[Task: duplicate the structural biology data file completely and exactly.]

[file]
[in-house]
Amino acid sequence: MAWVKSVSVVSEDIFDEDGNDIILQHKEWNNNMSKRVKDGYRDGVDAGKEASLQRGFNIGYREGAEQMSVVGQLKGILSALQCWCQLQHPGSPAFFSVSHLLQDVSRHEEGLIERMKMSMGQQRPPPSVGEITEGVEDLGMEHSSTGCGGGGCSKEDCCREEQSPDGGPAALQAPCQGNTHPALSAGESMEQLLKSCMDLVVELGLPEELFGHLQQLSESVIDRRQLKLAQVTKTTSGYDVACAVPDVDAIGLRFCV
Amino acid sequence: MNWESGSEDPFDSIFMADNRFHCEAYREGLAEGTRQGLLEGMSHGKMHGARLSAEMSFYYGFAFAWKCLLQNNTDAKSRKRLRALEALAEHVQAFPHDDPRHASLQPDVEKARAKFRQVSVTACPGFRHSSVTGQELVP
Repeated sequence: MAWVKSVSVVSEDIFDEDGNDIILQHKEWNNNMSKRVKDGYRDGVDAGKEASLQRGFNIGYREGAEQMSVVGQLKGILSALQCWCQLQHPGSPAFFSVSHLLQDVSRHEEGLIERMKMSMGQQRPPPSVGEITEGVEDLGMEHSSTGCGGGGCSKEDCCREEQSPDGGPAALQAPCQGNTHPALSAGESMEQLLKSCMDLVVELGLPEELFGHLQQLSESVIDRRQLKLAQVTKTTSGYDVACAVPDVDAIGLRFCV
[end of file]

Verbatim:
[in-house]
Amino acid sequence: MAWVKSVSVVSEDIFDEDGNDIILQHKEWNNNMSKRVKDGYRDGVDAGKEASLQRGFNIGYREGAEQMSVVGQLKGILSALQCWCQLQHPGSPAFFSVSHLLQDVSRHEEGLIERMKMSMGQQRPPPSVGEITEGVEDLGMEHSSTGCGGGGCSKEDCCREEQSPDGGPAALQAPCQGNTHPALSAGESMEQLLKSCMDLVVELGLPEELFGHLQQLSESVIDRRQLKLAQVTKTTSGYDVACAVPDVDAIGLRFCV
Amino acid sequence: MNWESGSEDPFDSIFMADNRFHCEAYREGLAEGTRQGLLEGMSHGKMHGARLSAEMSFYYGFAFAWKCLLQNNTDAKSRKRLRALEALAEHVQAFPHDDPRHASLQPDVEKARAKFRQVSVTACPGFRHSSVTGQELVP
Repeated sequence: MAWVKSVSVVSEDIFDEDGNDIILQHKEWNNNMSKRVKDGYRDGVDAGKEASLQRGFNIGYREGAEQMSVVGQLKGILSALQCWCQLQHPGSPAFFSVSHLLQDVSRHEEGLIERMKMSMGQQRPPPSVGEITEGVEDLGMEHSSTGCGGGGCSKEDCCREEQSPDGGPAALQAPCQGNTHPALSAGESMEQLLKSCMDLVVELGLPEELFGHLQQLSESVIDRRQLKLAQVTKTTSGYDVACAVPDVDAIGLRFCV